Vigilante conservation group Sea Shepherd headed off Japanese whalers Wednesday, effectively halting the fleet’s hunt. The annual face-off on the Antarctic seas may be a thorn in the industry’s side, but greater forces are slowly killing the industry, according to the International Fund for Animal Welfare (IFAW).
An IFAW report, titled “The Economics of Japanese Whaling,” released this month shows that Japanese whalers are highly subsidized, operate at a loss, and face a declining market for whale meat.
“Beneath the surface, a shift is taking shape in Japan’s approach to the whaling issue,” wrote Patrick Ramage, IFAW Whale Program director who has spent 20 years working on the issue, in an IFAW article introducing the report.
“So far the shift is fragile, like porcelain and rice paper, but the IFAW’s new report … is helping light the way,” Ramage wrote.
Japan’s whaling fleet is operated by the Institute of Cetacean Research (ICR) in the name of scientific research. Activists believe that it is a thinly veiled commercial enterprise.
The IFAW cites a 2006 review by the International Whaling Commission (IWC) that showed ICR’s research had not met any of its objectives.
The Japanese government continues to pump as much as 782 million yen (approximately US$9.78 million) annually into whaling, even diverting tsunami aid money to the ICR, reported the IFAW.
The ICR, however, operates at a loss on the tax payer’s dollar.
Whale meat consumption is waning in Japan—it peaked in the 1960s and is now at only 1 percent of that peak level. A last-ditch attempt to auction off stockpiles last year failed to offload three-quarters of the meat.
The Japanese has long viewed whaling as part of their cultural heritage, yet 54.7 percent of Japanese polled by the IFAW are now indifferent to the topic. About one-quarter of respondents, 27 percent, said that they support whaling.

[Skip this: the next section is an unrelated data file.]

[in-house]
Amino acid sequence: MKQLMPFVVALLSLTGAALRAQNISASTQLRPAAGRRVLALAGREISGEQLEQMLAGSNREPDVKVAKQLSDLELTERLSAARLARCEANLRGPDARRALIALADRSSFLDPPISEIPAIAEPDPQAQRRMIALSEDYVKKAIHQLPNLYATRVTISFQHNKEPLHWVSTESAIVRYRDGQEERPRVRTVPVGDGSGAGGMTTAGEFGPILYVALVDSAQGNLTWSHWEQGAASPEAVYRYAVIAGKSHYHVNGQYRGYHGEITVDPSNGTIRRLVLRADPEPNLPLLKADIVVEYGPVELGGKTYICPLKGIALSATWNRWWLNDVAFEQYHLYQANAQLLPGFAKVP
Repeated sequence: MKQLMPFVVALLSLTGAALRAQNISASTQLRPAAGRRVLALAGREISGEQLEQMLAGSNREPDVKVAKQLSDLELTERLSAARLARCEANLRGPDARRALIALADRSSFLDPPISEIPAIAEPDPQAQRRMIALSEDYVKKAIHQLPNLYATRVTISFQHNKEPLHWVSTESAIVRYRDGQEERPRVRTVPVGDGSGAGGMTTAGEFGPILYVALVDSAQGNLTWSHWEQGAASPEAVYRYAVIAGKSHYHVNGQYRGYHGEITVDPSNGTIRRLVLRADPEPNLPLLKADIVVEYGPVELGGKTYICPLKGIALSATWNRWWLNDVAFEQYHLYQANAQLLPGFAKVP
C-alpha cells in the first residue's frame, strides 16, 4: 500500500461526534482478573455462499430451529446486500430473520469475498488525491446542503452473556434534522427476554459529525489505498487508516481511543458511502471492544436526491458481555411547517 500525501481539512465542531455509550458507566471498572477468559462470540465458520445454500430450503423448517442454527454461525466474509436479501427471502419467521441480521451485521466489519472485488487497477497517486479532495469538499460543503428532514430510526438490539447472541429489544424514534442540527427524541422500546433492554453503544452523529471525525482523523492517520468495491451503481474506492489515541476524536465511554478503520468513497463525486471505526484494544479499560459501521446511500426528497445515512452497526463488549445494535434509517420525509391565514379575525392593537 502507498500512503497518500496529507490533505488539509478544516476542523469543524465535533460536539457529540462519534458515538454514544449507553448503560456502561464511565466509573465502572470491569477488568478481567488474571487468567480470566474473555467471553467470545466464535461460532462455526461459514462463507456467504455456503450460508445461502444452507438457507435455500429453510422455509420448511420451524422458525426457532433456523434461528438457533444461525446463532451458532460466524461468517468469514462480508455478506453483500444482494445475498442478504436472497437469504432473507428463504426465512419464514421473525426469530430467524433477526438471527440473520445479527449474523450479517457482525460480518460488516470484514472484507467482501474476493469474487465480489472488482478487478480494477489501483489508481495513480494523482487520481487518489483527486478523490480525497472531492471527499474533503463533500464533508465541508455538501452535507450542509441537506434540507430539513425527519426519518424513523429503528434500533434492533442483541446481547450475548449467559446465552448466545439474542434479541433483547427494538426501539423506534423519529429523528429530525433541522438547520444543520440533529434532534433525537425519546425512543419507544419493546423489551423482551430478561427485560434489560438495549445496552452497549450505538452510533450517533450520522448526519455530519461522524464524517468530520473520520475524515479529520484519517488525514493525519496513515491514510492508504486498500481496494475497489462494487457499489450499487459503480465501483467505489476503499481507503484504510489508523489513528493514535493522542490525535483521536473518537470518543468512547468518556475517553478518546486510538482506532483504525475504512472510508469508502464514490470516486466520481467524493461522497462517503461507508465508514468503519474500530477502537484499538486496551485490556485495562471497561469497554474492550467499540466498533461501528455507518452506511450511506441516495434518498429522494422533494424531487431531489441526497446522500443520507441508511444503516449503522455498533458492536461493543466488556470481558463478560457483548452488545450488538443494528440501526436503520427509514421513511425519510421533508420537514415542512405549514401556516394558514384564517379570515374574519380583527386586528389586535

Report: ‘Why Japan Supports Whaling’
In a 2005 paper published in the Journal of International Wildlife and Policy titled “Why Japan Supports Whaling,” Keiko Hirata of California State University noted Japan’s eagerness to be a key player in international environmental initiatives.
Hirata asked, “If Japan is serious about environmental protection and desires to play a role as a ‘green contributor,’ why hasn’t it embraced the anti-whaling norm, thereby joining other states in wildlife protection and assuming a larger role in global environmental leadership?”
Internal vying between governmental departments was part of Hirata’s self answer.
Japanese members of parliament do not have control over whaling policies. It is the Ministry of Agriculture, Forestry and Fisheries (MAFF) and the Fisheries Agency that manage the industry.
“The end of whaling could mean a decline in these agencies’ political power,” wrote Hirata. “Given intense interministerial rivalries in Japan, it is not likely that these bureaucratic actors would voluntarily concede one of their areas of jurisdiction. Instead, these officials may want to eventually resume commercial whaling to further strengthen their position in domestic bureaucratic politics.”
Hirata laid out the four main reasons cited by the Fisheries Agency and the MAFF to perpetuate whaling:
First, it is part of Japan’s cultural heritage. Second, they contend that some species of whale need to be culled to maintain an ecological balance. Third, it is necessary for scientific research. Fourth, they point out that the IWC’s moratorium on whaling instated in 1982 only restricted commercial whaling until 1990.
The IFAW suggests an alternative way to enjoy—and profit from—whales without controversy: whale watching. The IFAW reported that the whale-watching industry has grown by 6.4 percent annually on average, and in 2008 earned 1.76 billion yen (approximately US$22 million).
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